247 Identifying Factors that Contribute to Joy and Gratitude for Emergency Medicine Healthcare Workers Amidst the COVID-19 Pandemic

American English
Embargo Lift Date
Committee Members
Degree Year
Journal Title
Journal ISSN
Volume Title
Found At

Study Objective: During COVID-19, emergency medicine (EM) providers have labored to protect the health of their patients, often at the expense of their own well-being. Increased demands imposed on providers without intentional efforts to evaluate and improve wellness can lead to burnout, attrition, and compromise patient care. Practices that promote mindfulness, reflection and gratitude have been shown to reduce burnout. The Institute for Healthcare Improvement (IHI) Framework for Improving Joy In Work provides an approach to restore joy and engagement by first identifying elements that "matter most” to healthcare workers. The objective of this study was to identify common themes and associations that contribute to EM provider and staff (1) joy in work, (2) gratitude, and (3) personal wellness.

Methods: This descriptive study used an electronic survey tool with open-ended questions adapted from the IHI framework to assess what matters most. Q1: What brings you joy in your work? Q2: Thinking back to what matters most, what are you grateful for? Q3: What do you do to maintain your personal wellness? In Nov. 2020, email listservs were used to recruit a voluntary sample of emergency physicians, advanced practice providers (APPs), residents, fellows, nurses and staff from 10 academic and community hospitals. Data were managed in Qualtrics and Excel. Qualitative analysis used inductive thematic coding by two authors independently, with verification by a third. Information redundancy signaled saturation for common themes. Pivot tables examined themes across demographics, and associations were analyzed with 2x2 contingency tables using chi-square, Fisher’s exact tests, and odds ratios (95% CI).

Results: Of 254 respondents, 63% were female and 89% identified as White. Roles were 32% physicians, 8% APPs, 16% residents/fellows, and 44% nurses/staff. Response rates were 39-54% for providers. Common themes for joy in work were patient care (47%) and teamwork/camaraderie (43%), followed by feeling valued/appreciated (13%), making a difference (13%), and teaching/mentoring (9%). EM providers at academic sites were more likely to find joy in teaching/mentoring than those in the community (p=0.01; OR 10.5, 95% CI 1.3-82.6). For gratitude, themes were teamwork/ camaraderie (13%), family (12%), health (7%), and supportive work environment (7%). Themes for maintaining personal wellness were physical exercise (46%), time with family and friends (32%), hobbies (15%), and self-care (13%).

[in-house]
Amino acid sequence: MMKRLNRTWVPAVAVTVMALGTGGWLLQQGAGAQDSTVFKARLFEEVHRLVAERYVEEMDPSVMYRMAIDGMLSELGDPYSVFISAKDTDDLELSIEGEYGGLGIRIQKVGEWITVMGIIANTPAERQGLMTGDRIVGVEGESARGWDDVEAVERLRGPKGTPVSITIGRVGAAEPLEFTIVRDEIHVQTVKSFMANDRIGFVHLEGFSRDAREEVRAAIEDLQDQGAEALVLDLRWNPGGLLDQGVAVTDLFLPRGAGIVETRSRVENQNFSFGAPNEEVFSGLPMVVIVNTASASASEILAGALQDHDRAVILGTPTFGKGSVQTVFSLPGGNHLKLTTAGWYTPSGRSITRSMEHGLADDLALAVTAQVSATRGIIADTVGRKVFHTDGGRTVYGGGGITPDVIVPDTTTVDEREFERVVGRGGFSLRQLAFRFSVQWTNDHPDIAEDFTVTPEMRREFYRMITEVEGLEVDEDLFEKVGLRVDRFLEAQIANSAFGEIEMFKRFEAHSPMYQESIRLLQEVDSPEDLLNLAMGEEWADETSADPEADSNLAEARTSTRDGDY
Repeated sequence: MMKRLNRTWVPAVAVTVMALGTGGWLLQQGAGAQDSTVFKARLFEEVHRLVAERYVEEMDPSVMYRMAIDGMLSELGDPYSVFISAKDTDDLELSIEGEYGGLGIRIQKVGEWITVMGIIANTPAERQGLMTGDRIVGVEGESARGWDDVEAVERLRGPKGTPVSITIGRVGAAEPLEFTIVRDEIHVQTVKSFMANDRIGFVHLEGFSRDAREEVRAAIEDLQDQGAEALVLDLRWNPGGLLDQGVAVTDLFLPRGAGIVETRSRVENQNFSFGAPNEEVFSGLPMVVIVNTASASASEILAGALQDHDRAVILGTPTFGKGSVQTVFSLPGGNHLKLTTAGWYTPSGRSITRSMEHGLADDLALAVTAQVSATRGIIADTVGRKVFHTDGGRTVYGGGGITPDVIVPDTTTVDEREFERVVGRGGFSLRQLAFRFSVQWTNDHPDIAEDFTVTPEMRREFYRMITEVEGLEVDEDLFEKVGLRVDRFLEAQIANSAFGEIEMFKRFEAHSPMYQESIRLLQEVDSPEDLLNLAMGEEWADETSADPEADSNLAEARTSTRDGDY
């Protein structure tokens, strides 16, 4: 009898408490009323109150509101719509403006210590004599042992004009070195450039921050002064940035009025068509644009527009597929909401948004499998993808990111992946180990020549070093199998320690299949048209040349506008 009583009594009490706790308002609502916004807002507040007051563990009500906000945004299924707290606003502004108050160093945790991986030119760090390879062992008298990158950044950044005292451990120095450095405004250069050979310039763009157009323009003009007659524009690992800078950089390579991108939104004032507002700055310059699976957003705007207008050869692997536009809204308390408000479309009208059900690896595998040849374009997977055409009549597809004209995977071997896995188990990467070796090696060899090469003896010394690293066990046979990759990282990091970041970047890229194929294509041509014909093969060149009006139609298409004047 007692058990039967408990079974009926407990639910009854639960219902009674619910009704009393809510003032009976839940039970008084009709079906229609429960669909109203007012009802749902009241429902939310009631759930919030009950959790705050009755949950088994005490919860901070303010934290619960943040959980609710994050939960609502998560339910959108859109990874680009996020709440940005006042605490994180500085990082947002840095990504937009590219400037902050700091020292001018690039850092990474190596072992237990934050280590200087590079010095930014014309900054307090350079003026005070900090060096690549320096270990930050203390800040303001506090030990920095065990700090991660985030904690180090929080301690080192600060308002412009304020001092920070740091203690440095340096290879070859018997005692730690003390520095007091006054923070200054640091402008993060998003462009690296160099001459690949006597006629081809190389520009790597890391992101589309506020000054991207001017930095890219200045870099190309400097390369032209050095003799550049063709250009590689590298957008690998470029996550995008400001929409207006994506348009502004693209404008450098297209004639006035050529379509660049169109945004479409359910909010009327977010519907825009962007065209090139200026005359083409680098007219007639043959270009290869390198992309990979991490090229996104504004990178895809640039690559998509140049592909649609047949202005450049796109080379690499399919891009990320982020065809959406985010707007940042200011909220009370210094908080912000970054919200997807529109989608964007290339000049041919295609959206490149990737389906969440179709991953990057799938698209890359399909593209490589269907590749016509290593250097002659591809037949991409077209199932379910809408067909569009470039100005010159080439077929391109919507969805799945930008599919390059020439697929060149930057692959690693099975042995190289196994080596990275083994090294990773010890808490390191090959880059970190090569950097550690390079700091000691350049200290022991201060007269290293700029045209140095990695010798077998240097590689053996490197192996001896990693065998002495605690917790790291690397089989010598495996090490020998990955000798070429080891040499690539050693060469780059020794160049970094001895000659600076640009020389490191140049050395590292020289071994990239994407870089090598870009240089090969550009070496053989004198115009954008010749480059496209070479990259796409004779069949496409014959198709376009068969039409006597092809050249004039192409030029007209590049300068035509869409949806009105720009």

Conclusions: Results of this study reveal common themes for EM providers and staff surrounding joy, gratitude, and wellness. By identifying elements that matter most, systems can take the next steps in the IHI framework to support and rejuvenate their healthcare team. Implications from our findings suggest that practices and future research to remove barriers and encourage meaningful provider-patient interactions, team camaraderie, teaching/mentoring, physical activity, and time with family/friends could increase joy and fulfillment for frontline healthcare workers.

This article is made available for unrestricted research re-use and secondary analysis in any form or be any means with acknowledgement of the original source. These permissions are granted for the duration of the World Health Organization (WHO) declaration of COVID-19 as a global pandemic.
Cite As
Kelker H, Cushman E, Munson C, et al. 247 Identifying Factors that Contribute to Joy and Gratitude for Emergency Medicine Healthcare Workers Amidst the COVID-19 Pandemic. Ann Emerg Med. 2021;78(4):S100. doi:10.1016/j.annemergmed.2021.09.259
Annals of Emergency Medicine
Public Health Emergency
Alternative Title
Conference Dates
Conference Host
Conference Location
Conference Name
Conference Panel
Conference Secretariat Location
Final published version
Full Text Available at
This item is under embargo {{howLong}}